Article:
Austin, TX — The 20th-century invention of the dashcam has arguably opened the eyes of the collective world to the once guarded mysteries of how police departments operate. And what they're revealing, as brought to you by The Free Thought Project, is there's one standard of behavior the public is held to, and an entirely different one for law enforcement, apparently.
One of the latest examples of this comes out of Austin, Texas, not surprisingly.
Police dashcam footage shows a man speeding at dangerously high rates of speed. The video, captured on February 18th, shows a man in a dark SUV going as fast as 88mph. Later, the man was going 92mph at one point in the pursuit. After the Austin PD deputy pulled the car over, it was discovered the man driving the car was none other than the Asst. Chief Chris McIlvain.
After the deputy learned he'd just pulled over one of his superiors, the higher-ranking officer was let go with just a simple verbal warning. No traffic violation was given to the assistant police chief. He was only told to "be safe."
Interim police chief Brian Manley discovered the incident later and addressed his concerns with the media. Chief Manley said, "This community would look at this incident, and I think that they would believe that had it been them when they were stopped, they would not have been treated in the manner in which our officer was treated."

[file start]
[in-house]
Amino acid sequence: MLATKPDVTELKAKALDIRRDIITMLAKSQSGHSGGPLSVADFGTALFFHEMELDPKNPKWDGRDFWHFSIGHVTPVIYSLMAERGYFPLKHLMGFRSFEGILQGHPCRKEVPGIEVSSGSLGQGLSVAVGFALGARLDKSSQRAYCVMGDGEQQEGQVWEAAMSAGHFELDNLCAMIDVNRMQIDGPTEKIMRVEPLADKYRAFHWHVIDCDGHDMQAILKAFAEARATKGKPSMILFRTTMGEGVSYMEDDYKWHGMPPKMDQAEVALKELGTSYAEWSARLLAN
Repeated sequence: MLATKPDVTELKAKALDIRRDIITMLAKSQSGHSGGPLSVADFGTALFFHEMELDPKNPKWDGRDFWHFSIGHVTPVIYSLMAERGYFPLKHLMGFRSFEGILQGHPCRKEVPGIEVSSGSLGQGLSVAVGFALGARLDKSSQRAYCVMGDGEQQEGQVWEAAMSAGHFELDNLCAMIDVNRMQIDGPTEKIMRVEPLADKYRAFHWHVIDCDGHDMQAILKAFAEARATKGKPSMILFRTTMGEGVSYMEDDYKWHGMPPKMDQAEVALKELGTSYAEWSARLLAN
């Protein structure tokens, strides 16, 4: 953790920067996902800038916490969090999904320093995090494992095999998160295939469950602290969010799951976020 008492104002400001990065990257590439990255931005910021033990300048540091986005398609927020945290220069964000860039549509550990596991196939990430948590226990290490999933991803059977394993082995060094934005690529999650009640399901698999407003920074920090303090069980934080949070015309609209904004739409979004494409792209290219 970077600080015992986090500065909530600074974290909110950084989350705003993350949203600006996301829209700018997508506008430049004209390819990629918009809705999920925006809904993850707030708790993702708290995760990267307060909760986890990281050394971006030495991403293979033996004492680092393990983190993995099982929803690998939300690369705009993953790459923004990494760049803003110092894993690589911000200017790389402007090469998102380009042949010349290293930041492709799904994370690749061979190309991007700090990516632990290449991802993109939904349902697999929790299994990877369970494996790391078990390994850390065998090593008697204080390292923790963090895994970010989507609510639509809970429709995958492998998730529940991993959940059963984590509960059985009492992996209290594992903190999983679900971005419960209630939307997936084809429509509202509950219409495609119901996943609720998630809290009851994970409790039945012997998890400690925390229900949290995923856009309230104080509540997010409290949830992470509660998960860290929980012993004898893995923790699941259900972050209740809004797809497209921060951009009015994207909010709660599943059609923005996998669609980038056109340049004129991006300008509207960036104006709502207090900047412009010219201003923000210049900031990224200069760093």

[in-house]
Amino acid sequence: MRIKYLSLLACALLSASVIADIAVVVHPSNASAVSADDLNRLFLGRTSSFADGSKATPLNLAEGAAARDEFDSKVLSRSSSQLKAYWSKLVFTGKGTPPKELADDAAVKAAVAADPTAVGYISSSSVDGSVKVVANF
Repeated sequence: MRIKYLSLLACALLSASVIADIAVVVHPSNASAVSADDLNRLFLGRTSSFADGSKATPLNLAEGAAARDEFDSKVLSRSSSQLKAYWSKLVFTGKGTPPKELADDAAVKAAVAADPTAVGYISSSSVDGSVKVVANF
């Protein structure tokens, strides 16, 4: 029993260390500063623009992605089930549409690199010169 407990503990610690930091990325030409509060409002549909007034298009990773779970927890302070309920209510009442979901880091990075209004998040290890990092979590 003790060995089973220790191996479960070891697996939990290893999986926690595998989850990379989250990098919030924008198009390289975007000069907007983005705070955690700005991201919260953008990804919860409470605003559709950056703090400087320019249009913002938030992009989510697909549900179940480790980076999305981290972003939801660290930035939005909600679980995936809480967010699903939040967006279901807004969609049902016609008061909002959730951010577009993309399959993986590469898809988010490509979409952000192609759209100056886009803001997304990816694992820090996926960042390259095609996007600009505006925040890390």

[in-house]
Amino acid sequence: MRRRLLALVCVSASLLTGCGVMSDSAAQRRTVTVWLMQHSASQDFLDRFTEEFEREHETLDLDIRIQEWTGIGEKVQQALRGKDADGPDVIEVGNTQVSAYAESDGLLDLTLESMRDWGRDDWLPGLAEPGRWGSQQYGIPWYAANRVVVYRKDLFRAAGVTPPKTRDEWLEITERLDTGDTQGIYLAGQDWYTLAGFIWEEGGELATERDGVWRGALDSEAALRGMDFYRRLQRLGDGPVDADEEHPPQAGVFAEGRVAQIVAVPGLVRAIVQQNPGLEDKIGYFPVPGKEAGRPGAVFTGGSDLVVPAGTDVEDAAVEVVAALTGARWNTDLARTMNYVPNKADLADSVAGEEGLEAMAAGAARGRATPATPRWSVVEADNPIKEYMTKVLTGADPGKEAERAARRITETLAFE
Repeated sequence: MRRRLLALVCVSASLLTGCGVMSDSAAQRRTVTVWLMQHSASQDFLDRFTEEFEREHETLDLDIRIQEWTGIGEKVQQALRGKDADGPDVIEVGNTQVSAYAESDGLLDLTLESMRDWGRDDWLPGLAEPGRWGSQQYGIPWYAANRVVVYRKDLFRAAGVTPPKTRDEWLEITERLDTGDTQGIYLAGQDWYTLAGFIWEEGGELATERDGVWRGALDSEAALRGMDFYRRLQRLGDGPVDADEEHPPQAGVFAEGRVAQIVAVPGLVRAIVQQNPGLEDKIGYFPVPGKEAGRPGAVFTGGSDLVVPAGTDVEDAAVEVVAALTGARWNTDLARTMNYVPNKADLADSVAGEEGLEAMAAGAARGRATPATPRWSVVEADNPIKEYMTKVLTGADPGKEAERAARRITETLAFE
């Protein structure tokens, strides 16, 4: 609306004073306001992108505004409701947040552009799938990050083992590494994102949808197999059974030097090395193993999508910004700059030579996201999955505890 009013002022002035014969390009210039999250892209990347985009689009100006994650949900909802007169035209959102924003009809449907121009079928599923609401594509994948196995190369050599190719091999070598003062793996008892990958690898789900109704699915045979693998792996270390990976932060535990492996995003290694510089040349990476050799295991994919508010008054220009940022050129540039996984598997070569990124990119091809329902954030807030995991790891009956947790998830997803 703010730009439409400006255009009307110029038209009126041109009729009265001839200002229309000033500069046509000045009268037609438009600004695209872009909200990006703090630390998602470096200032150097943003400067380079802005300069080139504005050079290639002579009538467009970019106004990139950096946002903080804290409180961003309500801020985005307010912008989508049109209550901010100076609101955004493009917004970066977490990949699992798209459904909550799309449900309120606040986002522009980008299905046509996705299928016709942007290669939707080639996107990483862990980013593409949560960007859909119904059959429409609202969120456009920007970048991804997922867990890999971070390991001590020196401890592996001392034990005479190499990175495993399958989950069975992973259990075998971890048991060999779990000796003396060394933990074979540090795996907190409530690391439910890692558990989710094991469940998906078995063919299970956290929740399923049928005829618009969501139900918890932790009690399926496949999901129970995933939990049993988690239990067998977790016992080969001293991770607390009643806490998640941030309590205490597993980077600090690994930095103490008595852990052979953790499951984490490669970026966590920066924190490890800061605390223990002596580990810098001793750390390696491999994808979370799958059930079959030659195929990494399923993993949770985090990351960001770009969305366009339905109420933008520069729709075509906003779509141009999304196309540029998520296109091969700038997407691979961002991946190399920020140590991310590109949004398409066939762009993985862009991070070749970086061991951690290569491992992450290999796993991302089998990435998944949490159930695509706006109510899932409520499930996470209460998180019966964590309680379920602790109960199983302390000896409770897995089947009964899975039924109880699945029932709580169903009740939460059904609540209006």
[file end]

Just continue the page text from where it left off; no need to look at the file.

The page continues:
Manley then ordered his deputies to issue McIlvain a ticket in the amount of $195 and opened an investigation into the high-ranking law enforcement officer's actions. The investigation concluded, not surprisingly, by stating he'd done nothing illegal by taking a city-owned vehicle over 100 miles from the city to Waco, something Manley said was within reason.
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"How are we going to continue to build trust and faith within our community if we're not holding ourselves to the same standard (everyone else is held to)," he said after discussing his feelings and actions with reporters.
It's that same double standard to which Manley alluded that is of major concern to TFTP and the public at large. It's one thing to get away with speeding, it's an entirely different conundrum when police literally get away with murder. One such killing still sparks outrage, fear, and contempt for police, even years after the slaying.
Deven Guilford, a seventeen-year-old Easton County, Michigan teenager was killed by a police officer in 2015 after the teen flashed his lights at a police officer whose headlights were too bright for Guilford's eyes. Sergeant Jonathon Frost was apparently angered that Guilford flashed his lights and pulled him over. Understandably, Guilford may have believed he was doing Frost a favor by letting him know the lights were blinding.
When Guilford recorded the incident on his cell phone, it seemed to anger Frost that much more. An argument led to an altercation, and Frost chose to end Guilford's life, an action for which he has not suffered any loss of employment. Guilford's parents are suing Frost.
We want to know what would have happened to the police officer had he grabbed McIlvain, pulled him out of the car, beat him mercilessly, drew his weapon, and ended his life. That's the reality some citizens face when they're pulled over by police. Those are the real world encounters some, like Guilford, don't survive. That's what the police still don't seem to understand.